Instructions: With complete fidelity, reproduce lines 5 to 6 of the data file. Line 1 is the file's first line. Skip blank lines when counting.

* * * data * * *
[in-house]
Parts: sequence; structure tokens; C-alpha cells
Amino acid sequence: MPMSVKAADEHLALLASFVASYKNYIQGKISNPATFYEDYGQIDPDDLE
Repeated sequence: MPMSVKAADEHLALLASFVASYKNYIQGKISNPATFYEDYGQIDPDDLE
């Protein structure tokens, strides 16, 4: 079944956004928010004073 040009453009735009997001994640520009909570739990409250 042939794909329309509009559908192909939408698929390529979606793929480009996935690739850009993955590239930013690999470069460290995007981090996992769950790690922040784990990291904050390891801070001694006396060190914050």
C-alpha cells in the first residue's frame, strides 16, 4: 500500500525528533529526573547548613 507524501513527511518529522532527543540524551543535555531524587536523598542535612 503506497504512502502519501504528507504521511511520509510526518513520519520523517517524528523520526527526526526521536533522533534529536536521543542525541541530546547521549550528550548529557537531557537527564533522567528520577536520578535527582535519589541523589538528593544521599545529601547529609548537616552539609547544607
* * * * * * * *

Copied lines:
């Protein structure tokens, strides 16, 4: 079944956004928010004073 040009453009735009997001994640520009909570739990409250 042939794909329309509009559908192909939408698929390529979606793929480009996935690739850009993955590239930013690999470069460290995007981090996992769950790690922040784990990291904050390891801070001694006396060190914050």
C-alpha cells in the first residue's frame, strides 16, 4: 500500500525528533529526573547548613 507524501513527511518529522532527543540524551543535555531524587536523598542535612 503506497504512502502519501504528507504521511511520509510526518513520519520523517517524528523520526527526526526521536533522533534529536536521543542525541541530546547521549550528550548529557537531557537527564533522567528520577536520578535527582535519589541523589538528593544521599545529601547529609548537616552539609547544607